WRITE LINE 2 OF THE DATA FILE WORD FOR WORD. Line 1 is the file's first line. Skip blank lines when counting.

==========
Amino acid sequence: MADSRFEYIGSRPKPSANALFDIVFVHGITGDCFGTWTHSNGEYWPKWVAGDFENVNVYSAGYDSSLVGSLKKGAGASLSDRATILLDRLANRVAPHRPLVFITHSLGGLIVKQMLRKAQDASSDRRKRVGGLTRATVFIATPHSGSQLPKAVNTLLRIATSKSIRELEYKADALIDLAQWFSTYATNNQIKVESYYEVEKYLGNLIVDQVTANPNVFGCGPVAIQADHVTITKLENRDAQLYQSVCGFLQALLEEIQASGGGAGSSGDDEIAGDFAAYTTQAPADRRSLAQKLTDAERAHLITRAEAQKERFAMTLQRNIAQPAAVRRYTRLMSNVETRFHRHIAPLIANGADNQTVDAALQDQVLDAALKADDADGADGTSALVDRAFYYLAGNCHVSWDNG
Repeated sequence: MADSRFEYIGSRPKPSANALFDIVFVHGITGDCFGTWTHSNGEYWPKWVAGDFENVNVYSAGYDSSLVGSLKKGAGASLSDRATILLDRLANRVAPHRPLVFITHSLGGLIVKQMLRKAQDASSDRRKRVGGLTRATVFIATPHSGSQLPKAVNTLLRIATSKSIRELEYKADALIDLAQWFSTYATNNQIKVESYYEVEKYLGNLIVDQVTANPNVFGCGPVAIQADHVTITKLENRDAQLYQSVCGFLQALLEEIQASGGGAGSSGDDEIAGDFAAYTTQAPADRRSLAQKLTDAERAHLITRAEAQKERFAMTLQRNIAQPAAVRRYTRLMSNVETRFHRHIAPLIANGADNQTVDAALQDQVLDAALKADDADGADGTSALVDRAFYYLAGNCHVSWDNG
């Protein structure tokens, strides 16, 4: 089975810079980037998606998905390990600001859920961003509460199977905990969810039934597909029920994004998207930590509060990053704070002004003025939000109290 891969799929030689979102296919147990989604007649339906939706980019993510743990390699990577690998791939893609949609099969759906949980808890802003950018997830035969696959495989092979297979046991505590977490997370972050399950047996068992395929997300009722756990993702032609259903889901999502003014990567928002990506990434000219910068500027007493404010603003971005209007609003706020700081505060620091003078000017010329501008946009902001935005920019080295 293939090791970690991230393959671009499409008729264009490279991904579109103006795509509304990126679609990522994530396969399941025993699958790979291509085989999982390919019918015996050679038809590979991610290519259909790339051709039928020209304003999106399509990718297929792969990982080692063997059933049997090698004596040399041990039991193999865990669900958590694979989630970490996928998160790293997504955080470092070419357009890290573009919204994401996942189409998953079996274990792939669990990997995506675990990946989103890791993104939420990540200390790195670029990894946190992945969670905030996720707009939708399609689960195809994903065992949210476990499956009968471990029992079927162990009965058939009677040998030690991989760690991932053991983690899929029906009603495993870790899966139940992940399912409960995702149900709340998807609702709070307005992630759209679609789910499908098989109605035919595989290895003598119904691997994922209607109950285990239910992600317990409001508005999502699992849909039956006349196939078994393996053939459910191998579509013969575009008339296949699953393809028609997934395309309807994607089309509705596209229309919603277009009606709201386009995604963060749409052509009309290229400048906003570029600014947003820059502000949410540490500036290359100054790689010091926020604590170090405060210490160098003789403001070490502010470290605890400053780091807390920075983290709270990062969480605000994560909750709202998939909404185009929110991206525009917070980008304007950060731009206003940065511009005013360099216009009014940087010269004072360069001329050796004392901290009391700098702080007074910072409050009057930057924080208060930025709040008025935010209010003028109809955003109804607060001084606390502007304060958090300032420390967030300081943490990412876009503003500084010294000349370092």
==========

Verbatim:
Repeated sequence: MADSRFEYIGSRPKPSANALFDIVFVHGITGDCFGTWTHSNGEYWPKWVAGDFENVNVYSAGYDSSLVGSLKKGAGASLSDRATILLDRLANRVAPHRPLVFITHSLGGLIVKQMLRKAQDASSDRRKRVGGLTRATVFIATPHSGSQLPKAVNTLLRIATSKSIRELEYKADALIDLAQWFSTYATNNQIKVESYYEVEKYLGNLIVDQVTANPNVFGCGPVAIQADHVTITKLENRDAQLYQSVCGFLQALLEEIQASGGGAGSSGDDEIAGDFAAYTTQAPADRRSLAQKLTDAERAHLITRAEAQKERFAMTLQRNIAQPAAVRRYTRLMSNVETRFHRHIAPLIANGADNQTVDAALQDQVLDAALKADDADGADGTSALVDRAFYYLAGNCHVSWDNG